What is "correct" for an ashtanga student may not be correct for an Anusara student. What is "correct" for a beginner may absolutely not be correct for an intermediate.

Sorry InnerAthlete but I don't understand your comment on "correct" pls be kind to clarify. I do not think I hv mentioned anything about ashtanga nor Anusara yoga.

Ananda
Ananda2010-07-04 20:06:32 +0000 #11
Hari OM Sarahy

Thank you for your comments. I will persevere. I know I will reach my goal. All positive thoughts from you all, help me to grow.

Love & Light
InnerAthlete2010-07-04 19:16:50 +0000 #12
There is no "correct". That is what I was saying.

I used the two styles of yoga intentionally to illustrate that each may have different "ideas" about Sirsasana but that doesn't make one right and the other wrong.

It was a post in this thread by another member that brought this up for me.

I believe the statement was about placement of the head for this pose. Not all practices use the crown of the head for head placement in this pose.

Is that more clear?

Quote:

Originally Posted by Ananda



Sorry InnerAthlete but I don't understand your comment on "correct" pls be kind to clarify. I do not think I hv mentioned anything about ashtanga nor Anusara yoga.

Ananda
siva2010-07-04 22:40:08 +0000 #13
Hello Ananda,

Thank you for your kind welcome. Still having doubts about the headstand?

I see you've rcd some good advice, and some confusion too. To my knowledge, there are no different "styles" of alignment, placement, what have you, right for one and not another. Please. Let's not reinvent it.

If you build the strength properly, you won't fall. Are you doing half-headstand? It is the stepping stone to full headstand. That is, pulling one knee into the chest, then the other and holding it? If not, ask your teacher about it. Not only will you keep the brunt of force on your arms and in your shoulders (as it "should" be), you'll gain proper form and confidence. After practicing 2 to 3 months, the day will come when you naturally follow through to half headstand. You'll then be surprised to find full headstand easier than half. Also, leg lifts and dolphin pushups build the strength in preparation for headstand.

Also, focus on your breathing. Make sure you are exhaling completely before initiating. Pull one knee in, and then inhale right at the moment you leave the floor with the other toe.

Assuming everything else is correct, alignment, placement, strength, form, etc., here comes the warning:

A very common misconception about Headstand is that it’s a stacking of one’s full bodyweight onto the cervical spine. Nothing could be further from the truth. Many people are capable of balancing on their head in this way and except for the most advanced yogis, THIS IS NOT SIRSHASANA! For this reason one should "NEVER" practice Headstand leaning against the wall. Nor should there be any jumping or kicking-up from the floor. This is evidence of one who is not ready. (My apologies to those of you who teach in this way.)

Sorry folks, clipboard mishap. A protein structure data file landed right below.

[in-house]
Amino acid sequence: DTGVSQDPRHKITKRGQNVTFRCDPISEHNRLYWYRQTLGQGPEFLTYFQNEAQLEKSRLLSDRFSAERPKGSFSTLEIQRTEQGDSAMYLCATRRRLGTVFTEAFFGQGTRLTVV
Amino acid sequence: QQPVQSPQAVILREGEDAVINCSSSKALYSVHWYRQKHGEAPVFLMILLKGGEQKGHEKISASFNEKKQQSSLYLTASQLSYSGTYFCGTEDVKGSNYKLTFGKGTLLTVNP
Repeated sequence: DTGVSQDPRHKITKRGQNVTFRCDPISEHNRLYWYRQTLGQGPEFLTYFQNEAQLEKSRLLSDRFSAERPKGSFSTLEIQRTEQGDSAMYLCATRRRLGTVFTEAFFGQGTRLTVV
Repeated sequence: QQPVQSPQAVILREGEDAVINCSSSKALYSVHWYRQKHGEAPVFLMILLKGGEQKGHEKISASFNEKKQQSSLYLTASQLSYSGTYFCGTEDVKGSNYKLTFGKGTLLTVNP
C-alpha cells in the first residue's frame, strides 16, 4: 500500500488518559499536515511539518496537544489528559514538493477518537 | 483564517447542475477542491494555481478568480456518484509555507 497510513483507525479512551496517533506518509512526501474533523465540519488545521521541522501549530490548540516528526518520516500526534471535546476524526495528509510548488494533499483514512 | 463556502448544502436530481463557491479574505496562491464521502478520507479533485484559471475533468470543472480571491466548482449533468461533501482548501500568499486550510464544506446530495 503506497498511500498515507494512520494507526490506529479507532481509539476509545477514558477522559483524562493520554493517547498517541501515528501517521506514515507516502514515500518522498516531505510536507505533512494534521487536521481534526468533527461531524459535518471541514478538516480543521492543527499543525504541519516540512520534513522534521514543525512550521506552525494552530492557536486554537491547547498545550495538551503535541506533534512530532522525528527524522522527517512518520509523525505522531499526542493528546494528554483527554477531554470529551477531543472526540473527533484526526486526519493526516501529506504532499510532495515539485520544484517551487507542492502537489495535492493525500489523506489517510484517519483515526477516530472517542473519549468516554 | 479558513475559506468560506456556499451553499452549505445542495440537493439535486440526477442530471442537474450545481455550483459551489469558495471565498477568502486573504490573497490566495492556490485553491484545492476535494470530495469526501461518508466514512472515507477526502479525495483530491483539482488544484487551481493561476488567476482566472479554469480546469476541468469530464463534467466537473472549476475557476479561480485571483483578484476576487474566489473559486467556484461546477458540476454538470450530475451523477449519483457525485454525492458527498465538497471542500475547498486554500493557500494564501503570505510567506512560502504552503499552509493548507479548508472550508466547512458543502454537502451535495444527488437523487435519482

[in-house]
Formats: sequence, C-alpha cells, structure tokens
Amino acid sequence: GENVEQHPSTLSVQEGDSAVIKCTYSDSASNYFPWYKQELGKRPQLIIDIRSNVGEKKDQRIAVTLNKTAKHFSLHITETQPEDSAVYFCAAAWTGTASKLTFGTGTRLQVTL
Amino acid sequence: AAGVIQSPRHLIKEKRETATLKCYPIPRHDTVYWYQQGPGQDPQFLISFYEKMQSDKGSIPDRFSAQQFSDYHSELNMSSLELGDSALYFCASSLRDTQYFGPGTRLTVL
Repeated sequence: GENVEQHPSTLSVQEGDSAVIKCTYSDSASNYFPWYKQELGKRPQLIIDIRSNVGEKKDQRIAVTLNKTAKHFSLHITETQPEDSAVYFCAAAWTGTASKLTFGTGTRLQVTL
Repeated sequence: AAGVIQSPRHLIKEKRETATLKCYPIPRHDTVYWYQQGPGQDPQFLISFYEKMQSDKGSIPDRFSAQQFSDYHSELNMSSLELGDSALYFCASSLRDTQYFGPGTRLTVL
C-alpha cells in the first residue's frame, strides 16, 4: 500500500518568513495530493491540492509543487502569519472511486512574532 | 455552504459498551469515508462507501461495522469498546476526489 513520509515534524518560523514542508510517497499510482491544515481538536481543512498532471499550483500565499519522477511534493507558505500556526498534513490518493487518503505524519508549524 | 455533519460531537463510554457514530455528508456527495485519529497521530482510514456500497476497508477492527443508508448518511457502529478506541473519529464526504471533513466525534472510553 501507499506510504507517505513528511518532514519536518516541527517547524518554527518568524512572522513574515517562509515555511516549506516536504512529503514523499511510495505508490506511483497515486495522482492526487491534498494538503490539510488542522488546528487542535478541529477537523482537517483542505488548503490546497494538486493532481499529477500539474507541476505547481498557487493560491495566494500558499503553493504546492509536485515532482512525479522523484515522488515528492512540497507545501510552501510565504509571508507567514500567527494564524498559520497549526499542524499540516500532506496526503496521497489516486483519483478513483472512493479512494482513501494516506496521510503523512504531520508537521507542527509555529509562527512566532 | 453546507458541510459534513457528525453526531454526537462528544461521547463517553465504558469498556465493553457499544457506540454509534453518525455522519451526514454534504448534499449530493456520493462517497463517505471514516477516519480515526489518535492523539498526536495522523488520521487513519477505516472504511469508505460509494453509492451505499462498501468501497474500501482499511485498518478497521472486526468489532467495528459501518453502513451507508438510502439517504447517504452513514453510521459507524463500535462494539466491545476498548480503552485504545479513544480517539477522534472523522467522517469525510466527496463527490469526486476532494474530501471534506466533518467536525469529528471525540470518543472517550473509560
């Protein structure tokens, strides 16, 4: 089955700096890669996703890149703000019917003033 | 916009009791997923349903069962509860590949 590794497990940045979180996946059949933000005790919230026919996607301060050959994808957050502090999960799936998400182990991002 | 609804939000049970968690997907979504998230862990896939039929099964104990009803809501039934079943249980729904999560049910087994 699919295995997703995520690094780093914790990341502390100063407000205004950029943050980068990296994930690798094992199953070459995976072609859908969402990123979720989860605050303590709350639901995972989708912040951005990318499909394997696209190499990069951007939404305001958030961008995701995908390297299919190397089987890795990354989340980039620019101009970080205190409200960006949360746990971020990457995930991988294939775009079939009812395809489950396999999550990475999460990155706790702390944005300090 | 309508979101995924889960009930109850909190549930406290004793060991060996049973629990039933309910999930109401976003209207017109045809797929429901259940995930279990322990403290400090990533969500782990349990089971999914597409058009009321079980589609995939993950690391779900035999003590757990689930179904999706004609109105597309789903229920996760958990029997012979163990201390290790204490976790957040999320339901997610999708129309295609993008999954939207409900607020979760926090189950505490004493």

So good luck. Don't rush.

Peace,

Emil
Ananda2010-07-04 21:14:23 +0000 #14
Hari Om Spyrotone

Great advice and very positive indications. Thank you.

Your light comes through.

Om Shanti
Alix2010-07-05 00:00:50 +0000 #15
Ananda, I do not have any particular advice to offer you other than it would perhaps be beneficial to meditate on why you have this fear. That might help you discover the root of your issue.

Spyrotone, forgive me, but I must say your absolutes bother me a bit. To be so adamant about there being only one way to do anything seems a bit egotistical and perhaps even intolerant of others. I am so glad you are here to offer your advice, it may be exactly what Ananda needs. I am hopeful that you will continue to enjoy the site and see how many different ways there are to accomplish any one goal.

Namaste
InnerAthlete2010-07-05 00:15:00 +0000 #16
Quote:

I see you've rcd some good advice, and some confusion too. To my knowledge, there are no different "styles" of alignment, placement, what have you, right for one and not another. Please. Let's not reinvent it.

I gather the gentleman's comment above was directed at my reply.

I may have carelessly assumed that yoga teachers are familiar enough with Bikram Yoga to know it is not Iyengar yoga. It may have been obvious only to me that yin yoga and power vinyasa are not identical. It may have escaped the naked eye that Viniyoga and Ashtanga are not twins. There are, for those willing to look beyond the tip of their dogma, some very radical differences (in asana alone) among just these few "styles" of practice. Who is "right" and why is that important?

I would like to assure you all that I have no intention of reinventing anything.

I was merely sharing what I erroneously presumed to be the obvious.